Friday 30 September 2016

Go teetotal to reduce dementia risks

Advice on prevention of dementia warns 'there is no safe level of alcohol consumption' which does not increase risk of the condition

Published 21/10/2015 | 07:22

 Middle-aged people should go teetotal to reduce the risk of dementia, health watchdogs have said.

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Guidance from the National Institute of Health and Care Excellence on how to protect against the condition suggests that even drinking within Government safe limits can increase the risk of Alzheimer’s disease.

The new advice says the public should be advised that there is “no safe level of alcohol consumption” and calls on GPs to tackle the middle-aged about lifestyle behaviours linked to the condition.

Research has found that one third of all Alzheimer’s disease cases can be linked to lifestyle factors –such as exercise, obesity, smoking and alcohol.

Current Government advice – which is under review - suggests women can drink two to three units of alcohol a day (one 175ml glass of wine) and men three units, without compromising their health.

The new Nice advice says drinking any alcohol can increase the risk of dementia, disability and frailty, advising GPs that people should be encouraged “to reduce the amount they drink as much as possible.”

It suggests Britain’s “social norms” when it comes to alcohol “need to be challenged”.

“Drinking alcohol daily at home has become normal for some people, and this poses a threat to health,” the guidance says.

It also says people should not see middle-age or retirement as a time to slow down their pace of life.

“Reducing activity –'slowing down' and having ' earned a rest' – are often seen as an expected part of growing older,” it says, suggesting that health is better protected by a more active lifestyle in mid-life.

The recommendations for the NHS and local councils also calls for sweeping changes in the way public spaces are governed, in a bid to reduce rates of smoking.

It calls for smoke-free policies to be expanded to cover public parks and open-air markets.

'Generally speaking, like a lot of men of my generation, I drank less in my fifties than I did in my forties and, from what I can remember of my student days, a fraction of what I did in my twenties''Generally speaking, like a lot of men of my generation, I drank less in my fifties than I did in my forties and, from what I can remember of my student days, a fraction of what I did in my twenties'  Photo: Image Source/Alamy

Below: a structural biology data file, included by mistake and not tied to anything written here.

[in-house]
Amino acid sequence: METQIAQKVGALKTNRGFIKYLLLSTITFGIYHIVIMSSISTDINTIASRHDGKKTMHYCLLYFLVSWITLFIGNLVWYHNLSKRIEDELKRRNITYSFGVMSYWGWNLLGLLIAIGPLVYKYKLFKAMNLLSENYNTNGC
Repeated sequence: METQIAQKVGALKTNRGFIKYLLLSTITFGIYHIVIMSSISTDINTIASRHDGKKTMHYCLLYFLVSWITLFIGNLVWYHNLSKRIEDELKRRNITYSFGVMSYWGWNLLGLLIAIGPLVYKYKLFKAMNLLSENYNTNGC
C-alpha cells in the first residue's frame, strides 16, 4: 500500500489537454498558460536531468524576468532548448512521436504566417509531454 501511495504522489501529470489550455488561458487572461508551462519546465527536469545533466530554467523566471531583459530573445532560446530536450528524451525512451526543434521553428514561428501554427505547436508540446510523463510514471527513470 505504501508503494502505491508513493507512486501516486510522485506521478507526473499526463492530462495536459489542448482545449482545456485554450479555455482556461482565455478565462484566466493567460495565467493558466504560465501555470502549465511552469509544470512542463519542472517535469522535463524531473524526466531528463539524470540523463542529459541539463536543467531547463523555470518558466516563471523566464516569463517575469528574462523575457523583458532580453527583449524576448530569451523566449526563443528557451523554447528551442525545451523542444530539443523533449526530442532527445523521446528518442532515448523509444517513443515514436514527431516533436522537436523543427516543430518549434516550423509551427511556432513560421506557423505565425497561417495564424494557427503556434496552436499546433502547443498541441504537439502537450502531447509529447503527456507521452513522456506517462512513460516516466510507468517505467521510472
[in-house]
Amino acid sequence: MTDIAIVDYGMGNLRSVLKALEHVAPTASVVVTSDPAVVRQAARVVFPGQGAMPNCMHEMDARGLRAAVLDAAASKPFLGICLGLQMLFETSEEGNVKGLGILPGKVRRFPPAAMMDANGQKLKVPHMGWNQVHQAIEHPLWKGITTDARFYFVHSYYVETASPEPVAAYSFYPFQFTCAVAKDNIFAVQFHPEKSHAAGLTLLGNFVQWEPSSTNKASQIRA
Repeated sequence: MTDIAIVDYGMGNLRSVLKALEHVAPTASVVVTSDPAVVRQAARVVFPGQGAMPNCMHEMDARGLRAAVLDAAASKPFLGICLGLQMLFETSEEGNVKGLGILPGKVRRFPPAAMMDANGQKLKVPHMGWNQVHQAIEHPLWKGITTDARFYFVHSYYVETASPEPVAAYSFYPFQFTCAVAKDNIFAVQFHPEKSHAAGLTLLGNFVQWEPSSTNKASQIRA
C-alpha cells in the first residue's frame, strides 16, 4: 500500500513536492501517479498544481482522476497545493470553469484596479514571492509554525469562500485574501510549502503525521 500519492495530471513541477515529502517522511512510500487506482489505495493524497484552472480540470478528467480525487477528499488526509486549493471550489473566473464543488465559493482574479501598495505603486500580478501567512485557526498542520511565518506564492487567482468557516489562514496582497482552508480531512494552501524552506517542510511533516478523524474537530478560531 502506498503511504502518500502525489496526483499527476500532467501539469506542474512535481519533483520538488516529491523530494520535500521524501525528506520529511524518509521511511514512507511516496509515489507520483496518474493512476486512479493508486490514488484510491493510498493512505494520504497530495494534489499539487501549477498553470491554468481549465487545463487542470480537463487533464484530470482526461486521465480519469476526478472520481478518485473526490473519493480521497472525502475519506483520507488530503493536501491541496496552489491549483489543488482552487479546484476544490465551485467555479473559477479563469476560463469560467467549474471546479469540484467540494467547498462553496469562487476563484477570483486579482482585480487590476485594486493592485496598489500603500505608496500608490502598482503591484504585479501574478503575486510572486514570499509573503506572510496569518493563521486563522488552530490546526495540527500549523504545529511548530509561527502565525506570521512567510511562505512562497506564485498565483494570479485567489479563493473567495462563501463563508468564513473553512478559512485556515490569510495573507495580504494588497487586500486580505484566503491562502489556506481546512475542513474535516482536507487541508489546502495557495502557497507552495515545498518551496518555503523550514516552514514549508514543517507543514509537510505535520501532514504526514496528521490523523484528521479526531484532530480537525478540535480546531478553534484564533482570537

Professor John Britton, professor of epidemiology, University of Nottingham and Nice guideline development group chairman said: "It is well known that smoking, too much alcohol, inactivity and being overweight is bad for our health, but many people don't realise that these things can also increase the likelihood of developing dementia and other causes of poor quality of life in older age.

"The evidence we looked at suggested that people can prevent these outcomes by making simple changes in life -- stopping smoking, cutting alcohol, being more active and losing weight," he said. "Even small but regular changes - such as climbing the stairs instead of using an escalator - can have significant effects. "

The guidance stresses that not all risks can be eliminated, given some will have a genetic susceptibility to the condition, and warns against suggesting those who develop it are “at fault”.

Hilary Evans, chief executive of Alzheimer’s Research UK, said: “There is now mounting evidence that a healthy lifestyle from mid-life can help to reduce the risk of dementia in later life, but public understanding of the risk factors for dementia is still low.”

“While we don’t yet have sure-fire ways to prevent dementia, evidence suggests that eating a balanced diet, exercising regularly, not smoking, not drinking to excess and keeping weight, blood pressure and cholesterol in check can all help lower the risk of the condition,” she said.

Jeremy Hughes, chief executive at Alzheimer’s Society said: “These guidelines are a hugely welcome shift in public health thinking, highlighting the need for a change in mid-life behaviour and lifestyle choices to reduce the risk of dementia.

"This advice needs to be extended to encourage those who go on to develop dementia to live well and prevent the condition deteriorating more quickly.”

He said other factors – such as stress depression and social isolation could also increase the risk of dementia.

Last year new figures revealed twice as many cases of early dementia as was thought.

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